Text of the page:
But the research unit, which was attached to a Marine battalion in southern Afghanistan, acknowledged that the behavior of some Afghan men has left Western forces “frequently confused.”

    Case in point, the report details the bizarre interactions a U.S. Army medic and her colleagues had with Afghan men in the southern province of Kandahar.

    Apparently, Pashtun men interpret the Islamic prohibition on homosexuality to mean they cannot “love” another man, according to the report. But that doesn’t mean they can’t use men for “sexual gratification.”

    The U.S. army medic also told members of the research unit that she and her colleagues had to explain to a local man how to get his wife pregnant.

    The report said:“When it was explained to him what was necessary, he reacted with disgust and asked,‘How could one feel desire to be with a woman, who God has made unclean, when one could be with a man, who is clean? Surely this must be wrong.’”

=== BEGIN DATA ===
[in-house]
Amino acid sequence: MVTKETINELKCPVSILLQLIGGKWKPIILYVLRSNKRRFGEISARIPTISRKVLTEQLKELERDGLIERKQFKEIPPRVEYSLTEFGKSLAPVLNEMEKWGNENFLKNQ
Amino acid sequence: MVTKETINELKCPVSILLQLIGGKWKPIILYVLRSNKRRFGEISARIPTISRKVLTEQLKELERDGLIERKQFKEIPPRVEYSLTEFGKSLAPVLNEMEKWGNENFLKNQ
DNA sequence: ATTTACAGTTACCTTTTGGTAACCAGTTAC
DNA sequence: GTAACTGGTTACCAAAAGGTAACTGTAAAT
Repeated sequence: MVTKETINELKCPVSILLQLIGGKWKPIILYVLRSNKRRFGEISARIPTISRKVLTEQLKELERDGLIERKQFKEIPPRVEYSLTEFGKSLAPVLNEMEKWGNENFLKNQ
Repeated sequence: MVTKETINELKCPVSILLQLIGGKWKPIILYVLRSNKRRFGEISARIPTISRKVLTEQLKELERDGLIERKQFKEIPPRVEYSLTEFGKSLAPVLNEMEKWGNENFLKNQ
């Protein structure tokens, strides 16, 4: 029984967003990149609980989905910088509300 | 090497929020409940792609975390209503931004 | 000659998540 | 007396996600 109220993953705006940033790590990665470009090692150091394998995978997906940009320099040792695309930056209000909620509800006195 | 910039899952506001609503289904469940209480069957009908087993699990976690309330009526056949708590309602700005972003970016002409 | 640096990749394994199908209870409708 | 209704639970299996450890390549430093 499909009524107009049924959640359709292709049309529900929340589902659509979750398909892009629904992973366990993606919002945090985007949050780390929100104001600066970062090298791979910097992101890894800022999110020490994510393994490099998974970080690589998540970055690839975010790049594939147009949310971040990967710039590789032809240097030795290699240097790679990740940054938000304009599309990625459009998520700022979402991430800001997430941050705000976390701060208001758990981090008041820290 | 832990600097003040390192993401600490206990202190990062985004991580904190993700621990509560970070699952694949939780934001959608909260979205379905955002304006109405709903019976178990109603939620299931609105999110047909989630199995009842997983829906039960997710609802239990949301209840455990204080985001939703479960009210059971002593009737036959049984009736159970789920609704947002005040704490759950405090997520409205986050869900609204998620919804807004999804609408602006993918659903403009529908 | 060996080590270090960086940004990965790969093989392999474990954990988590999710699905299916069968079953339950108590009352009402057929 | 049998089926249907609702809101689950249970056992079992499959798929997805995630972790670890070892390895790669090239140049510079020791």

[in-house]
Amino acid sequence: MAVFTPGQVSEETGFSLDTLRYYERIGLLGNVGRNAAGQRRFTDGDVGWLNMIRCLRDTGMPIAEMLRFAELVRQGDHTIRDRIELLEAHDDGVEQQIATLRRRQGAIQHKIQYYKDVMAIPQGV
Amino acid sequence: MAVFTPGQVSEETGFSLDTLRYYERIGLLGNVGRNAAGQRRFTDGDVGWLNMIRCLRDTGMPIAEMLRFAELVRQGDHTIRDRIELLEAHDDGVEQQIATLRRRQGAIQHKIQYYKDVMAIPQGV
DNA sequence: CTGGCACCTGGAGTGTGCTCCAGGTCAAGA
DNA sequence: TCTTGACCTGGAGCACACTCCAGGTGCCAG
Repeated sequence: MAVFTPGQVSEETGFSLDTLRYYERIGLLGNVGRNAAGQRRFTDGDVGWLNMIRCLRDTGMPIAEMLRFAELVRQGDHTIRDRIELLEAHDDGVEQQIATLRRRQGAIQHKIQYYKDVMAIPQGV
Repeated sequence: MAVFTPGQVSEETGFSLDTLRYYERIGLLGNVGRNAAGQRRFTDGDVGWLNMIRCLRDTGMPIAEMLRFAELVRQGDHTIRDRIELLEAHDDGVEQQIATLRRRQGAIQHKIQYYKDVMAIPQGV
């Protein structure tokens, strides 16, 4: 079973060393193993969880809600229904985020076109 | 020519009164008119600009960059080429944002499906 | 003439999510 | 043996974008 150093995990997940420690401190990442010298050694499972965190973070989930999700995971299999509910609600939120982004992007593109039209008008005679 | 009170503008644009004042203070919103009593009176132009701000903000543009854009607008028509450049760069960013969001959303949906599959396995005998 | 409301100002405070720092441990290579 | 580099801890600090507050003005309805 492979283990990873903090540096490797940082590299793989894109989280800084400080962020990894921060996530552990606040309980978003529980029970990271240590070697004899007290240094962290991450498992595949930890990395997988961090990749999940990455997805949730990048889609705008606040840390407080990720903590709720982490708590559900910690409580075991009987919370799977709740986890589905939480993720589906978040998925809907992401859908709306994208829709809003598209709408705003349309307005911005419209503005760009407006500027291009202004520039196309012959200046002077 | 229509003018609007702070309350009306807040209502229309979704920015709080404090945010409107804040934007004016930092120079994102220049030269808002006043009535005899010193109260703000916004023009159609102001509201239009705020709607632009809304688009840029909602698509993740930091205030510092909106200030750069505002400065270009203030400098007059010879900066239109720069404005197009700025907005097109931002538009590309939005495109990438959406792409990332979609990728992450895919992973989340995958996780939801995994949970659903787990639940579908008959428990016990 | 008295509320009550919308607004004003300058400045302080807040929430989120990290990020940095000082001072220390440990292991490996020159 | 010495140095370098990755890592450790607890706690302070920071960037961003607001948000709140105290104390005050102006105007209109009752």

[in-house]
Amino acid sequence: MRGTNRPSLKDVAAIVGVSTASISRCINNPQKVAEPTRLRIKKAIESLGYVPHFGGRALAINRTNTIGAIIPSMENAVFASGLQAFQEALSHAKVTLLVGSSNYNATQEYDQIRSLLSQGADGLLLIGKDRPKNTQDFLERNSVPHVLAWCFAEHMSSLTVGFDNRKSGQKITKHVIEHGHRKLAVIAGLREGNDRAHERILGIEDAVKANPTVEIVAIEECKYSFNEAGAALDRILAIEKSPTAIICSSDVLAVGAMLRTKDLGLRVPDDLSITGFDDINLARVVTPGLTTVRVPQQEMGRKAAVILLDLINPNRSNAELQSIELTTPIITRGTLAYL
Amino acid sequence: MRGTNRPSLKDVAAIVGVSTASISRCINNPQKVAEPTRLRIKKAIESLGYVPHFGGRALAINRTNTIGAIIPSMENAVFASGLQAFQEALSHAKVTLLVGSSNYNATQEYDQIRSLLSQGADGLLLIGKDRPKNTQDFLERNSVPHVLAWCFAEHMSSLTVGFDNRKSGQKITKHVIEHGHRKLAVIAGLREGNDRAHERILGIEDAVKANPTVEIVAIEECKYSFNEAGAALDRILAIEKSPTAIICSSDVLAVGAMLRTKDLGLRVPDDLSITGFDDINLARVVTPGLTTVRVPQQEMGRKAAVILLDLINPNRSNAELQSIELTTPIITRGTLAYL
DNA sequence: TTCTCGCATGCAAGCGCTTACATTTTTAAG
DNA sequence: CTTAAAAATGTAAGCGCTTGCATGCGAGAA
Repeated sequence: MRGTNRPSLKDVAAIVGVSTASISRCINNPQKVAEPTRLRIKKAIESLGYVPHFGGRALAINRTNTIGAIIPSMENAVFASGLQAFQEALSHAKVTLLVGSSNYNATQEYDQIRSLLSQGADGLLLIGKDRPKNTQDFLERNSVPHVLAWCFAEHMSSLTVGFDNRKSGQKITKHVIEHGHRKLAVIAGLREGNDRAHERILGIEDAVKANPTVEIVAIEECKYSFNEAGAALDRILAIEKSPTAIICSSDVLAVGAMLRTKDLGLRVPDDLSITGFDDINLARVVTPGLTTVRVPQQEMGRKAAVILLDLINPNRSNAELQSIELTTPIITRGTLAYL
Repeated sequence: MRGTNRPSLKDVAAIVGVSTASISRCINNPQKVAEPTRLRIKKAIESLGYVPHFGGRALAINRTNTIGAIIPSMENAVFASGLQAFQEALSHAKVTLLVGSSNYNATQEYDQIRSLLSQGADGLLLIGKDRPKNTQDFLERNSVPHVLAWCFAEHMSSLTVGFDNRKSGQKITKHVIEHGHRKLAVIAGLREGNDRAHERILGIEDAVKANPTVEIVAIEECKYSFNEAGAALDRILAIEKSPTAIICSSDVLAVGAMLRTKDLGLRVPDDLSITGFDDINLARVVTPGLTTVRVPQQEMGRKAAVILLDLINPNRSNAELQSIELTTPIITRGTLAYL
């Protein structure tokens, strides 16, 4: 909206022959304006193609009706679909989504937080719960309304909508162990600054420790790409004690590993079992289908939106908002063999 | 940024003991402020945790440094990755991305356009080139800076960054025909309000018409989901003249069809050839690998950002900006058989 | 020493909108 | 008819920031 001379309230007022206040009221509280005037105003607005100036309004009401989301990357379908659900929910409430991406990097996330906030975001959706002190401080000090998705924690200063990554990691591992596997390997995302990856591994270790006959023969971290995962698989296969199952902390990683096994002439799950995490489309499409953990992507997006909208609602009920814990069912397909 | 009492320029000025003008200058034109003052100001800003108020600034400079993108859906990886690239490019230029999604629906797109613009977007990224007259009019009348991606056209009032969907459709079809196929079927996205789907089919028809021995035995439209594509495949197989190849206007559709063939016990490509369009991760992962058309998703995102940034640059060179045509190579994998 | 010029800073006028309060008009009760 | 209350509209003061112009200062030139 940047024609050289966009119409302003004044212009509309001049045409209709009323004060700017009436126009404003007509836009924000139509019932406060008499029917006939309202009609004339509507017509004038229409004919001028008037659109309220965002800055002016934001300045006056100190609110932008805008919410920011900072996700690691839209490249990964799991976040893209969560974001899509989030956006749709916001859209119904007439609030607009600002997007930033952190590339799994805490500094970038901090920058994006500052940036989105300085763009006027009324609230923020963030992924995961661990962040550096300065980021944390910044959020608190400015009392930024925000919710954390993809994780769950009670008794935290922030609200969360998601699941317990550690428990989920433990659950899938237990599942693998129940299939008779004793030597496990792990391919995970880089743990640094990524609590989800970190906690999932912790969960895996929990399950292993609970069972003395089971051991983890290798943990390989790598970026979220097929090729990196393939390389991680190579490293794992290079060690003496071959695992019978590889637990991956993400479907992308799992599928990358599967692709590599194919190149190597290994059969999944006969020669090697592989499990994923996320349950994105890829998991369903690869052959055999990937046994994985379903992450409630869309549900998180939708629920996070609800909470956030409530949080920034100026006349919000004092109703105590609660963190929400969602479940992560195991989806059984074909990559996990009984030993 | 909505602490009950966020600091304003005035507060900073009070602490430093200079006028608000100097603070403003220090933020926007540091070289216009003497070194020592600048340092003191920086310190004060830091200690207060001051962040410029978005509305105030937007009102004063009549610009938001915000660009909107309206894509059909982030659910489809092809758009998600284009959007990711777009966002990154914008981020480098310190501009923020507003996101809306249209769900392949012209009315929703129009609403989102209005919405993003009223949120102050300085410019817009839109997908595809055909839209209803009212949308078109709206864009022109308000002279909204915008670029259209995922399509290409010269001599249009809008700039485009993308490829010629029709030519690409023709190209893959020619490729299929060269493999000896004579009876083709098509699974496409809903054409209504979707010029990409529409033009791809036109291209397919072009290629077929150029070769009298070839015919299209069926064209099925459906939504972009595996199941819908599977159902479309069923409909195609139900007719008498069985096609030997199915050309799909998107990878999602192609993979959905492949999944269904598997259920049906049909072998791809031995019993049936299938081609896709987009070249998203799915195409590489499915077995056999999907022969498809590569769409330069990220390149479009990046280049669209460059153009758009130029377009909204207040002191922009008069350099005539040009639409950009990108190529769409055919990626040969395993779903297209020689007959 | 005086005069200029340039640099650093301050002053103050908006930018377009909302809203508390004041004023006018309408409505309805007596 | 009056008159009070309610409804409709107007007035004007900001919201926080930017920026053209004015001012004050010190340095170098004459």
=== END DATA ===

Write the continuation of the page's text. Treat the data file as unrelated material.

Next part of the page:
The Pashtun populations are concentrated in the southern and eastern parts of the country. The Human Terrain Team that conducted the research is part of a military effort to learn more about local populations.

  • 34. Ronnie  |  January 28, 2010 at 5:07 am

    Great minds think alike I posted this on another thread…lol

  • 35. Rachel  |  January 28, 2010 at 5:15 am


    THAT (‘How could one feel desire to be with a woman, who God has made unclean, when one could be with a man, who is clean? Surely this must be wrong.’”) is amazing to hear! Did anyone back in the day (2,000 years ago…? ) think that having sex with someone of the same gender was gay? NO! There WAS no gay or straight! And to see a religious reasoning behind it is enlightening! There are sooo many ways to interpret things that I can't help but laugh at the simplicity of that statement and how it makes everything look in this different light! Saying they are in "denial" about their "homosexuality" is hysterical! IT DOESNT EXIST to them!! It's Natural and put forth by God! wow.. I just want to HUG you!

  • 36. Kim  |  January 28, 2010 at 5:22 am